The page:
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Publication numberUS7385990 B2
Publication typeGrant
Application numberUS 10/624,068
Publication dateJun 10, 2008
Filing dateJul 21, 2003
Priority dateJul 21, 2003
Fee statusPaid
Also published asCN1578210A, CN100338902C, DE102004036896A1, DE102004036896B4, US20050053076
Publication number10624068, 624068, US 7385990 B2, US 7385990B2, US-B2-7385990, US7385990 B2, US7385990B2
InventorsWillem L. Repko, Robertus L. Van Der Valk, Petrus W. Simons, Steven Roos
Original AssigneeZarlink Semiconductor Inc.
Export CitationBiBTeX, EndNote, RefMan
External Links: USPTO, USPTO Assignment, Espacenet
Method to improve the resolution of time measurements and alignment in packet networks by time modulation
US 7385990 B2
A method of recovering timing information in a packet network is disclosed wherein a modulation scheme is used to transport additional information required for clock recovery between the sender and receiver across the network.
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1. A method of recovering timing information over multiple asynchronous packet networks, each having its own time grid, comprising:
transmitting timestamped packets between a sender on a first said network and a receiver on a second said network;
transporting timing information between the sender and receiver as a modulated signal comprising a modulation in the rate of sending out the timestamped packets transmitted between the sender and receiver;
extracting said timing information from the packets arriving at the receiver; and
using said timing information at the receiver to align the time grid at the receiver with the time grid at the sender; and
wherein said modulated signal is manifested as an offset in the rate of transmission of packets from the sender, said offset being an odd fraction ƒ of a cycle of a clock signal such that the timing error at the receiver contains only high frequency components, and wherein the packet rate is offset by an amount equal to the ratio of the packet cycle and clock cycle multiplied by ƒ.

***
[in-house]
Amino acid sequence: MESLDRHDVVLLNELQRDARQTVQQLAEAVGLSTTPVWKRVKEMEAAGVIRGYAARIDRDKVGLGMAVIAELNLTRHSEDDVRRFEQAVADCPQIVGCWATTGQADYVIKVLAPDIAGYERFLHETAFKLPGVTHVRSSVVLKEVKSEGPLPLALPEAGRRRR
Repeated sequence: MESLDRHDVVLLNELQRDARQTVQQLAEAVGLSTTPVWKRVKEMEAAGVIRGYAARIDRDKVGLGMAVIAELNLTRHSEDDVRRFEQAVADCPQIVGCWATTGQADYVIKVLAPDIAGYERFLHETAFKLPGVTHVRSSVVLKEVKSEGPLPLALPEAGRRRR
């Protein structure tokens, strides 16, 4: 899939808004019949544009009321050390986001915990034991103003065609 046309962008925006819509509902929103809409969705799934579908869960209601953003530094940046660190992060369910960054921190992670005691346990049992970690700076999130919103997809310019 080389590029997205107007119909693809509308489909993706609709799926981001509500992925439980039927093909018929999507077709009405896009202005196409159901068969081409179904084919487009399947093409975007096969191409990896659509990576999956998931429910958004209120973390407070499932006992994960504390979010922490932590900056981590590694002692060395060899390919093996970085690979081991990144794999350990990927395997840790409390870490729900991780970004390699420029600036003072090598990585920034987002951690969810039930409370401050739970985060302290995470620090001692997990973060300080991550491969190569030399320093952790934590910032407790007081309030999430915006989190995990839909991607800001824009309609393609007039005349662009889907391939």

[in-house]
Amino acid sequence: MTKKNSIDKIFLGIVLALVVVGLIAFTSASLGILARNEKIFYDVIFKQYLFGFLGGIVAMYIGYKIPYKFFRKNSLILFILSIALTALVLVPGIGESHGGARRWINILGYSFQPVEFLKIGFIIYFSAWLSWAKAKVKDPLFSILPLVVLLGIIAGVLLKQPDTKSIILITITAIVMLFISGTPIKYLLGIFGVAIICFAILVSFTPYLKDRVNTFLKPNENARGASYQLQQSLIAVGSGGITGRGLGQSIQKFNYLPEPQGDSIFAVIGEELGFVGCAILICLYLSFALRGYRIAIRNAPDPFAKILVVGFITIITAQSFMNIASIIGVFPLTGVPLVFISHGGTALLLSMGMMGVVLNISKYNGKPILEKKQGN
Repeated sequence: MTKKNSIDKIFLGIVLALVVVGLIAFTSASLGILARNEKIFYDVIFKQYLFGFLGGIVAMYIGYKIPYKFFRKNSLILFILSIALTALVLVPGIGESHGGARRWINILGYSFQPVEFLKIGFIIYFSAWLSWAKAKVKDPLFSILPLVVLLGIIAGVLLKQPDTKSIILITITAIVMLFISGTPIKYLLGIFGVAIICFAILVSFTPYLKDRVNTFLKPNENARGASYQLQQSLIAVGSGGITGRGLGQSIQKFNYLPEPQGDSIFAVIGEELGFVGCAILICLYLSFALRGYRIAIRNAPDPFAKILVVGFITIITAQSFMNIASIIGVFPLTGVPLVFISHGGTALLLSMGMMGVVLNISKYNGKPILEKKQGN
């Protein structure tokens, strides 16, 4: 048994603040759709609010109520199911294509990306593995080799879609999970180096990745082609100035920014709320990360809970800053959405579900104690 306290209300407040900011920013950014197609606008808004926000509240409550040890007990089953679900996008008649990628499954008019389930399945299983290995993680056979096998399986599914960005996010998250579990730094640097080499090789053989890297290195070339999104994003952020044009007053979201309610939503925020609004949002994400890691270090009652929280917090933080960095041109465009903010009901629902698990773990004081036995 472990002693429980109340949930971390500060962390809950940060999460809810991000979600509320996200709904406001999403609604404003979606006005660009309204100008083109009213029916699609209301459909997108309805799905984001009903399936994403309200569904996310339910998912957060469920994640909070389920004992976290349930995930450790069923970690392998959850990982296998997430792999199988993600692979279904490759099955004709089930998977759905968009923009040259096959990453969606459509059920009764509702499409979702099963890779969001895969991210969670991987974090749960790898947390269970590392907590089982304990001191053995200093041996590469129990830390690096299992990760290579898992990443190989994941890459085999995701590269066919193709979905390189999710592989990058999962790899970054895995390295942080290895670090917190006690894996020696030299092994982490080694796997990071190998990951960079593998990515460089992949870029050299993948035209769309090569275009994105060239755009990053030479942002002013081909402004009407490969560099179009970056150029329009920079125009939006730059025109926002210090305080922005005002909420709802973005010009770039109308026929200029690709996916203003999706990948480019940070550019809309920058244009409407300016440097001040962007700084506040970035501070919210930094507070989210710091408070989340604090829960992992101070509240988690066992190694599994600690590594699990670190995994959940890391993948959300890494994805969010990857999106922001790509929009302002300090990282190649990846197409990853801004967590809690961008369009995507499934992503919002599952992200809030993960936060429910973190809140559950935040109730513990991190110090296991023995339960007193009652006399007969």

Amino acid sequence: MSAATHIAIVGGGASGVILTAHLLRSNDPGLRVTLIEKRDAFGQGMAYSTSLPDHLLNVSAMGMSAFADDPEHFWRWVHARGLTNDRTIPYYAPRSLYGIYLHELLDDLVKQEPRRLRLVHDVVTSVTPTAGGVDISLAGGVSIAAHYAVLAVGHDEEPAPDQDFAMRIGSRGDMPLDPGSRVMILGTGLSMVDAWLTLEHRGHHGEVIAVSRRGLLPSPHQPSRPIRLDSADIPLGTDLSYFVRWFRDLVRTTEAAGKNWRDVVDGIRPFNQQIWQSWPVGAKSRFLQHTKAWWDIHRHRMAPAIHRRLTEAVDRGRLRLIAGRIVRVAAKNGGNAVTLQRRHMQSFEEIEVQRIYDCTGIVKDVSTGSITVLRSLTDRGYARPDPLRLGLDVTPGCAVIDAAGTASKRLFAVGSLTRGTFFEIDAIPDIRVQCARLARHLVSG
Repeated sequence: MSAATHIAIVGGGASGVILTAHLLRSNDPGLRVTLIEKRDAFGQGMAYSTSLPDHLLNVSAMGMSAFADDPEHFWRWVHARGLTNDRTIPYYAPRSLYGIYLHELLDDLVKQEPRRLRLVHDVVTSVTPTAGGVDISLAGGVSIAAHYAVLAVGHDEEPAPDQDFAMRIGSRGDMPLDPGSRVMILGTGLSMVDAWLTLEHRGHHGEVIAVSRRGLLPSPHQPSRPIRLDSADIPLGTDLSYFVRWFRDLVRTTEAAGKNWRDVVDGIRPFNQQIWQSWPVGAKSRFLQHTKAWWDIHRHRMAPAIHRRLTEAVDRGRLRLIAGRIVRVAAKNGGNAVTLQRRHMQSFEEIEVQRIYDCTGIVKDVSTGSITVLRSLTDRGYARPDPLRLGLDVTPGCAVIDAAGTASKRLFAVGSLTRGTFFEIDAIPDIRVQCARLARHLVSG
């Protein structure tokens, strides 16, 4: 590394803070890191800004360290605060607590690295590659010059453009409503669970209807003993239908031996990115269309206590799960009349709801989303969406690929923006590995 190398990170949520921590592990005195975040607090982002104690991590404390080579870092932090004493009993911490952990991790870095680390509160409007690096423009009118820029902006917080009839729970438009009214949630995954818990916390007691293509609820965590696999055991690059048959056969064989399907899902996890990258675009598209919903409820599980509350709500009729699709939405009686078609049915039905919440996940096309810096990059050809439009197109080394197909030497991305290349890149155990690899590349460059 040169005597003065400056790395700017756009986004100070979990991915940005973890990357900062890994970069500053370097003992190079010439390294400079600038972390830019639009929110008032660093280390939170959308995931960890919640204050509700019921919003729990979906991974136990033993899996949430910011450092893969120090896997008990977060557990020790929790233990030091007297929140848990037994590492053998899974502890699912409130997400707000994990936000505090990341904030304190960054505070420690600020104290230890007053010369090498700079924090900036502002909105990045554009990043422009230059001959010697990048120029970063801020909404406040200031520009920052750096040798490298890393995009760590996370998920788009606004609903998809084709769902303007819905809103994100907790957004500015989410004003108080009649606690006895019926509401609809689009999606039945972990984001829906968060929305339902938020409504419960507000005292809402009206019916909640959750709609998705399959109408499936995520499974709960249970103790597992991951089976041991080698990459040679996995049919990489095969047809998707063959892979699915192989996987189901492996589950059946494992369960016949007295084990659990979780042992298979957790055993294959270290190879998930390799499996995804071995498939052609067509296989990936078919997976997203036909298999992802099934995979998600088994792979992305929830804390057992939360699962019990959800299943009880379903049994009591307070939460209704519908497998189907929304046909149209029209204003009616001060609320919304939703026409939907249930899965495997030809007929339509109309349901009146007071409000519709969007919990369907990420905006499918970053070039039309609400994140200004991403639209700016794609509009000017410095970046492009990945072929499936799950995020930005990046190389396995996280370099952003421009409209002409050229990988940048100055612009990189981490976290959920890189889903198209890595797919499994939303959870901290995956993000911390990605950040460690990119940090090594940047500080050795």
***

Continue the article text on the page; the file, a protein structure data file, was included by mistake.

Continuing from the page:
2. The method of claim 1, wherein said modulated signal is frequency or phase modulated.
3. The method of claim 1, wherein a phase locked loop is provided at the receiver to remove timing errors arising between the last node in the path of a packet across the network and the receiver.
4. The method of claim 1, wherein said modulated signal uses sinusoidal modulation.
5. The method of claim 1, wherein said modulated signal is the summation of two sinusoidal waveforms.
6. The method of claim 1, wherein said modulated signal uses a sawtooth or form of modulation.
7. The method of claim 1, wherein said modulated signal uses pseudo-random modulation.
8. A method of recovering timing information in a packet network, wherein a modulated signal is used to transport additional information required for clock recovery between the sender and receiver across the network, wherein said modulated signal is manifested as an offset in the rate of transmission of packets from the sender, said offset being an odd fraction ƒ of a cycle of a clock signal such that the timing error at the receiver contains only high frequency components, and wherein the packet rate is offset by an amount equal to the ratio of the packet cycle and clock cycle multiplied by ƒ.
9. The method of claim 8, wherein ƒ is 5/32.
10. The method of claim 8, wherein ƒ is 27/32.
11. The method of claim 8, wherein said high frequency components are filtered out at the receiver.
12. In a packet network linking a sender and receiver, an apparatus for recovering timing information across the network at the receiver comprising:
a modulator at the sender for sending a modulated signal across the network conveying timing information; and
a clock recovery unit at the receiver using said modulated signal to improve the accuracy of the recovered clock; and